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Akhil sai
Akhil sai

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Short-circuit evaluation in Javascript

Short circuiting is an unique way of logical operators (&& and ||) handling the operands of different types.

Logical operators are generally considered as boolean operators. However, they handle the operands of different types by converting them to Boolean primitives.

The process of conversion happens in the following way,

  1. The evaluation of expression starts from left to right
  2. They will convert the value on their left side to Boolean type.
  3. Then they decide what to return, either _original left side value or _original right side value based on the operator.
  4. If the operator is ||, it will return the left side value if it can be converted to true else it returns right side value. For example:
var testFunction = function(){
console.log("true");
return true;
}
var testFunction2 = function(){
console.log("false");
return false;
}

var result = testFunction() || testFunction2();
//  prints true in console and never executes the testFunction2()
// result -> true

result = testFunction2() || testFunction();
// prints both false and true in console since the left side expression returns false
// result -> true

In the above example, the testFunction2() never gets evaluated because

  • If || operator encounters truthy expression on its left side , then it doesn't care about right side expression and hence the right side expression never gets evaluated.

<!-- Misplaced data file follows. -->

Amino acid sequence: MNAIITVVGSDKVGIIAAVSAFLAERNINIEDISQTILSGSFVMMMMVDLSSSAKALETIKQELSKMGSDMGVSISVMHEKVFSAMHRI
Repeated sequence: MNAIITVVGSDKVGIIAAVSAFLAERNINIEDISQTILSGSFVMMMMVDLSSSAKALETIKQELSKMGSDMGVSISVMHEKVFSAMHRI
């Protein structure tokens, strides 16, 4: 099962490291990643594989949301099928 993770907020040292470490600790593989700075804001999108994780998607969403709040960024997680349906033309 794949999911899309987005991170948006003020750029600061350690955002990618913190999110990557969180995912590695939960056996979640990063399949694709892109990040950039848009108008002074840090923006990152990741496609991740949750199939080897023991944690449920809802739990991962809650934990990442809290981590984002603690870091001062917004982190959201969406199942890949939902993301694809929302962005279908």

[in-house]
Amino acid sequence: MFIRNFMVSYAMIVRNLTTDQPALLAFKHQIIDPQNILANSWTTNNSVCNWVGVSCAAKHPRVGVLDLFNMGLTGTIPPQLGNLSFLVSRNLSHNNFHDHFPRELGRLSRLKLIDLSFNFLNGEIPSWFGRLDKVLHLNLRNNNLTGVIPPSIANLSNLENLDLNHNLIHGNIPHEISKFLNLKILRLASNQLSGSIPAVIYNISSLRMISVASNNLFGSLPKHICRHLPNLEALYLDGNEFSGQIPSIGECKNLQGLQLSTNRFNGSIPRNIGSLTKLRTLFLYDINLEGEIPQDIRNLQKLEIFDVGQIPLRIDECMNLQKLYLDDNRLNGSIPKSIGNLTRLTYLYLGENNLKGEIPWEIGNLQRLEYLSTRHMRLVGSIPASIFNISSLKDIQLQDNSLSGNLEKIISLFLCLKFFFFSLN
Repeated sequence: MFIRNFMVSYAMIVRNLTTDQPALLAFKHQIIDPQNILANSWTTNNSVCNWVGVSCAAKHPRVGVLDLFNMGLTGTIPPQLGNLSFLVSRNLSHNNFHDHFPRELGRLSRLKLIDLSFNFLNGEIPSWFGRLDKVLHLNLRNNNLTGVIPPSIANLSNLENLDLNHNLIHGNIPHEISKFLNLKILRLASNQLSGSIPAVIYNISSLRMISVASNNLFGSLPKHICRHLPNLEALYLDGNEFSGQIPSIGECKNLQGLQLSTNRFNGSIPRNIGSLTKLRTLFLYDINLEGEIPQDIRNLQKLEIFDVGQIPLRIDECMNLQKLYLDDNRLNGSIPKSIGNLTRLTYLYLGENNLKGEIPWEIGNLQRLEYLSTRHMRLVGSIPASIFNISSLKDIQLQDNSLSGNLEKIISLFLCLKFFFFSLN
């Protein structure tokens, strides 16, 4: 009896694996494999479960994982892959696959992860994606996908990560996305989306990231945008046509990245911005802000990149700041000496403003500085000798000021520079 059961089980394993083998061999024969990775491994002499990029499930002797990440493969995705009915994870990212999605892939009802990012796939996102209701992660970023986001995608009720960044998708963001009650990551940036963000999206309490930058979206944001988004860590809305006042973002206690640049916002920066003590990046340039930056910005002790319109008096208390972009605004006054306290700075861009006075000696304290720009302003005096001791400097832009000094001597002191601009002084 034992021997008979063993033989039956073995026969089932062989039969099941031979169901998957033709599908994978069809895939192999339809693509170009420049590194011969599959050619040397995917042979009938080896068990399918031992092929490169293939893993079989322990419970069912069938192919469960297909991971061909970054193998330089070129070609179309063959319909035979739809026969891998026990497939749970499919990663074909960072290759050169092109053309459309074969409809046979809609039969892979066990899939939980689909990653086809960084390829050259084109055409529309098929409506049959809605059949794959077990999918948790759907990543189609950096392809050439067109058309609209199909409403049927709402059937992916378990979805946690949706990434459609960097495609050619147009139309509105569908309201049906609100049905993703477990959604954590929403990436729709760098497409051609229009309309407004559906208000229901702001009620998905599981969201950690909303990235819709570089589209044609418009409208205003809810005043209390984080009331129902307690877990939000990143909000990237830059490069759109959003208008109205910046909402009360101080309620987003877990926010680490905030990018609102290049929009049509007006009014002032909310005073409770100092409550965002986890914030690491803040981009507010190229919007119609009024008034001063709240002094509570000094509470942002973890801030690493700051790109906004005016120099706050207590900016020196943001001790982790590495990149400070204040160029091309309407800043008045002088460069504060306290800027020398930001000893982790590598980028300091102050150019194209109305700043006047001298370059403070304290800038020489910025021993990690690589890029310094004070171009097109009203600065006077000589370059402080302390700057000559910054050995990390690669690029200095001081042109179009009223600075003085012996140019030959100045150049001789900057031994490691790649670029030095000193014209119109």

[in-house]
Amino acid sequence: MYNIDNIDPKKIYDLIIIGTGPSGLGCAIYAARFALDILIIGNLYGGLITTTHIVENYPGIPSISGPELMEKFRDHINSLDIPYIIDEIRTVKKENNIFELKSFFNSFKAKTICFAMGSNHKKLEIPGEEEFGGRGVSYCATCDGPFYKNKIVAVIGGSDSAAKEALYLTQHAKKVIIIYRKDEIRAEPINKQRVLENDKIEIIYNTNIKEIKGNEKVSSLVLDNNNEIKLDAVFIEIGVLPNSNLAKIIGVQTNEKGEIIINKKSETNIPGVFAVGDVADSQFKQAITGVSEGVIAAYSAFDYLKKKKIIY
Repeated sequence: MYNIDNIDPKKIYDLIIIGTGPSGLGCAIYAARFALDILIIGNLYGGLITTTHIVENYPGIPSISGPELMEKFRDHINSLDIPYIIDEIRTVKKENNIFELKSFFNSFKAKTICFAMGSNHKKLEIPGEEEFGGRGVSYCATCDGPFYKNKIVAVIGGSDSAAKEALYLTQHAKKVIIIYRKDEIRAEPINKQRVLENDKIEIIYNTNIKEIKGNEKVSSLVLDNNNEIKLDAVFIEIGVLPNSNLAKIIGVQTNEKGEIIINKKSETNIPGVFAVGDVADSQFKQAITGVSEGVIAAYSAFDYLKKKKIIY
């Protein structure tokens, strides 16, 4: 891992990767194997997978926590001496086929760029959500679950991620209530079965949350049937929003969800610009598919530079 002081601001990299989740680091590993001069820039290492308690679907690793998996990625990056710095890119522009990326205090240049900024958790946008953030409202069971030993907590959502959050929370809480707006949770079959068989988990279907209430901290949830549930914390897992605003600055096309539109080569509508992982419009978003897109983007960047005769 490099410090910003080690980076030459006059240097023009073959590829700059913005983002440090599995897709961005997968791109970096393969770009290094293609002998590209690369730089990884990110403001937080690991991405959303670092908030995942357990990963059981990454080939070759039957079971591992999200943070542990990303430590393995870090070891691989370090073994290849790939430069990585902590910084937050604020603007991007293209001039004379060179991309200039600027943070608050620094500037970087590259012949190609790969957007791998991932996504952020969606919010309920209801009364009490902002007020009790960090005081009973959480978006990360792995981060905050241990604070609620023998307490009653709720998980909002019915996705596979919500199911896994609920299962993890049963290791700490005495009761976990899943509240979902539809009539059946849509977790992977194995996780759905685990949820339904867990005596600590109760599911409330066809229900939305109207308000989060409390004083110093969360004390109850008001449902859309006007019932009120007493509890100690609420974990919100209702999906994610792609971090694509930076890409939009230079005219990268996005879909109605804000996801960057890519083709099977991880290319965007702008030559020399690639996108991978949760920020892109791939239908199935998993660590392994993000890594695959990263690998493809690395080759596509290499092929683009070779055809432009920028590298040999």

• If || operator encounters falsy expression on its left side then it evaluates the right side expression and returns the latter

The behaviour is similar with the && operator but the other way around.

  • Here if it encounters the truthy expression on its left side then it returns the right side value
  • If the left side expression turns out to be falsy it returns the left side value and doesn't care about the right side expression
var testFunction = function(){
console.log("true");
return true;
}
var testFunction2 = function(){
console.log("false");
return false;
}

var result = testFunction() && testFunction2();
// prints true and false in console
// result -> false

result = testFunction2() && testFunction();
//prints false in console and doesnot evaluate testFunction()
//result -> false

Also remember that there are few expressions that are always falsy(converted to false)

  • null
  • undefined
  • NaN
  • empty string('',"",``)

If you are still here reading the post, then kudos to you.You have successfully reached the end of post. But before leaving, if you closely observe the concept of short circuiting, you can see resemblance with the if-else conditionals. My next post is on the usage of short circuit for fallback to default values and replacing the if-else conditionals. Hope you enjoyed the post. Feel free to post your questions and suggestions

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